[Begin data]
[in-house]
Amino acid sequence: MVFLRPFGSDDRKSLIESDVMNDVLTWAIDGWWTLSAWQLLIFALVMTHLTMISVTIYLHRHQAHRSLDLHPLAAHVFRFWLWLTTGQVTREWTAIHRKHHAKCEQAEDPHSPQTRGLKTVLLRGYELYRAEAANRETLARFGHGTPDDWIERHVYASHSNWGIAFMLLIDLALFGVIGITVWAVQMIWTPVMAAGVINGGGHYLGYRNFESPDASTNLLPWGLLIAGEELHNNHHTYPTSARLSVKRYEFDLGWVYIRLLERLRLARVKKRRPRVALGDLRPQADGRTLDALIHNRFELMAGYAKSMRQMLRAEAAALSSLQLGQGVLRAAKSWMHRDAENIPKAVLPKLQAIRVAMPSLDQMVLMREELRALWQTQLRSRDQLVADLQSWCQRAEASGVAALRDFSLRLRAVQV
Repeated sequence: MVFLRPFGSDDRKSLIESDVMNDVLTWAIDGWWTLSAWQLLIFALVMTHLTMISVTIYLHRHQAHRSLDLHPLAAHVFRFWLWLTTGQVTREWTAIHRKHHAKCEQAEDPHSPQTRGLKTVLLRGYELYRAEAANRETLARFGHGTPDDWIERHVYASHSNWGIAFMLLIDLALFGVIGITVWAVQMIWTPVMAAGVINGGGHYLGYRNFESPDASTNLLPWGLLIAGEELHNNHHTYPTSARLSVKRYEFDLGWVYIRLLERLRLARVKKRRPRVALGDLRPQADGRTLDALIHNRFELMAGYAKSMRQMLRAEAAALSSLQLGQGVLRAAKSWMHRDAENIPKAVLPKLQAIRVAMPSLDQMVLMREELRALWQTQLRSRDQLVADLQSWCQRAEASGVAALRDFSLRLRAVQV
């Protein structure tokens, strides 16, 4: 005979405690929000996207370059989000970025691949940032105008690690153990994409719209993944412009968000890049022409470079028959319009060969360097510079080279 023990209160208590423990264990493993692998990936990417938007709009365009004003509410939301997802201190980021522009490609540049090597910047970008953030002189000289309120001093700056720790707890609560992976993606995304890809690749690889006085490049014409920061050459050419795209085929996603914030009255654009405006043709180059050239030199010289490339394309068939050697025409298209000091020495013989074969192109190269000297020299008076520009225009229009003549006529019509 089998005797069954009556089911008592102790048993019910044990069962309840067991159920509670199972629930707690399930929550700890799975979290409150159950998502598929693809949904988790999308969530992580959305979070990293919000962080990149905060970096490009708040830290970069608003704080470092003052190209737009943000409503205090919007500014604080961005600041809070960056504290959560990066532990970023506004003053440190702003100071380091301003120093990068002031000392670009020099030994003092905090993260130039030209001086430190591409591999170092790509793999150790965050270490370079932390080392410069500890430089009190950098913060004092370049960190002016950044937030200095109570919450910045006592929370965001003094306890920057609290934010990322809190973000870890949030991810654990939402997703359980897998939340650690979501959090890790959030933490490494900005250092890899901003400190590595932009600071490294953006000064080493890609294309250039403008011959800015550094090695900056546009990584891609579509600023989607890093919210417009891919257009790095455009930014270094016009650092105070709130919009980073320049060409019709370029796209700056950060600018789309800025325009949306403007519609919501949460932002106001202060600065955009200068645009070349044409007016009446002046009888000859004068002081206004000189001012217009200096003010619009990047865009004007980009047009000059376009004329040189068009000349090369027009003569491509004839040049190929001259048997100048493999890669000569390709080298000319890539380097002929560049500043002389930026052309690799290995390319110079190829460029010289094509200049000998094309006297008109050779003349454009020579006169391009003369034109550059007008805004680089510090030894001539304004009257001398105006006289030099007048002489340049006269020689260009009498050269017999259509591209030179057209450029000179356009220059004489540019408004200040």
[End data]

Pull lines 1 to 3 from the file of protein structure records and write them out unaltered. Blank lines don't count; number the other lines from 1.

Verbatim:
[in-house]
Amino acid sequence: MVFLRPFGSDDRKSLIESDVMNDVLTWAIDGWWTLSAWQLLIFALVMTHLTMISVTIYLHRHQAHRSLDLHPLAAHVFRFWLWLTTGQVTREWTAIHRKHHAKCEQAEDPHSPQTRGLKTVLLRGYELYRAEAANRETLARFGHGTPDDWIERHVYASHSNWGIAFMLLIDLALFGVIGITVWAVQMIWTPVMAAGVINGGGHYLGYRNFESPDASTNLLPWGLLIAGEELHNNHHTYPTSARLSVKRYEFDLGWVYIRLLERLRLARVKKRRPRVALGDLRPQADGRTLDALIHNRFELMAGYAKSMRQMLRAEAAALSSLQLGQGVLRAAKSWMHRDAENIPKAVLPKLQAIRVAMPSLDQMVLMREELRALWQTQLRSRDQLVADLQSWCQRAEASGVAALRDFSLRLRAVQV
Repeated sequence: MVFLRPFGSDDRKSLIESDVMNDVLTWAIDGWWTLSAWQLLIFALVMTHLTMISVTIYLHRHQAHRSLDLHPLAAHVFRFWLWLTTGQVTREWTAIHRKHHAKCEQAEDPHSPQTRGLKTVLLRGYELYRAEAANRETLARFGHGTPDDWIERHVYASHSNWGIAFMLLIDLALFGVIGITVWAVQMIWTPVMAAGVINGGGHYLGYRNFESPDASTNLLPWGLLIAGEELHNNHHTYPTSARLSVKRYEFDLGWVYIRLLERLRLARVKKRRPRVALGDLRPQADGRTLDALIHNRFELMAGYAKSMRQMLRAEAAALSSLQLGQGVLRAAKSWMHRDAENIPKAVLPKLQAIRVAMPSLDQMVLMREELRALWQTQLRSRDQLVADLQSWCQRAEASGVAALRDFSLRLRAVQV